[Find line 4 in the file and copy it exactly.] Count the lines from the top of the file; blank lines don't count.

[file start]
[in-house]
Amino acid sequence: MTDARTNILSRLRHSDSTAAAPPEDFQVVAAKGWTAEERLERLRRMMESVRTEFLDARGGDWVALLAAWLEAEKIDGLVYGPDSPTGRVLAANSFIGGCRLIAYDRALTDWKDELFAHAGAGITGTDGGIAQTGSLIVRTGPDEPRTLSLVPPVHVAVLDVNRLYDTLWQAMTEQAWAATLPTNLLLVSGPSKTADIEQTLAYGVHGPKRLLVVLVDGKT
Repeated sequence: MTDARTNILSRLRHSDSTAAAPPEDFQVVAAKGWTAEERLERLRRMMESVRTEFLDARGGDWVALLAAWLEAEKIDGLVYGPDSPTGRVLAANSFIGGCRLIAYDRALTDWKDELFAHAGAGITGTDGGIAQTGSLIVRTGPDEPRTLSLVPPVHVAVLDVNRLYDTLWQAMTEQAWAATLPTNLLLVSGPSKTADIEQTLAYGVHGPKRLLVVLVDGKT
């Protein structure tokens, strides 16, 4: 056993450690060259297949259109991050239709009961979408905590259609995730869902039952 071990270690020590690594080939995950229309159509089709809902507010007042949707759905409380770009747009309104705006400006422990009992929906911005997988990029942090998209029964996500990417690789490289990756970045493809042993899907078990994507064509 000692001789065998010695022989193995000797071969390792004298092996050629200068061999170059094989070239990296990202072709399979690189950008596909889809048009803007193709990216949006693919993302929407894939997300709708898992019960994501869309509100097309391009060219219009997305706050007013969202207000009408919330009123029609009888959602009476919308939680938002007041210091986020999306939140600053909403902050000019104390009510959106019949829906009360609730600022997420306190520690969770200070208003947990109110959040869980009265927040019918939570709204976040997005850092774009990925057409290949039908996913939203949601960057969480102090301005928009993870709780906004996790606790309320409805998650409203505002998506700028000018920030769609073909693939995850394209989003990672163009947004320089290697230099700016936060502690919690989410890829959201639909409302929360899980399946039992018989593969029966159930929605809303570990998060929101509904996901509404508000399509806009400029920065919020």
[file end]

């Protein structure tokens, strides 16, 4: 056993450690060259297949259109991050239709009961979408905590259609995730869902039952 071990270690020590690594080939995950229309159509089709809902507010007042949707759905409380770009747009309104705006400006422990009992929906911005997988990029942090998209029964996500990417690789490289990756970045493809042993899907078990994507064509 000692001789065998010695022989193995000797071969390792004298092996050629200068061999170059094989070239990296990202072709399979690189950008596909889809048009803007193709990216949006693919993302929407894939997300709708898992019960994501869309509100097309391009060219219009997305706050007013969202207000009408919330009123029609009888959602009476919308939680938002007041210091986020999306939140600053909403902050000019104390009510959106019949829906009360609730600022997420306190520690969770200070208003947990109110959040869980009265927040019918939570709204976040997005850092774009990925057409290949039908996913939203949601960057969480102090301005928009993870709780906004996790606790309320409805998650409203505002998506700028000018920030769609073909693939995850394209989003990672163009947004320089290697230099700016936060502690919690989410890829959201639909409302929360899980399946039992018989593969029966159930929605809303570990998060929101509904996901509404508000399509806009400029920065919020």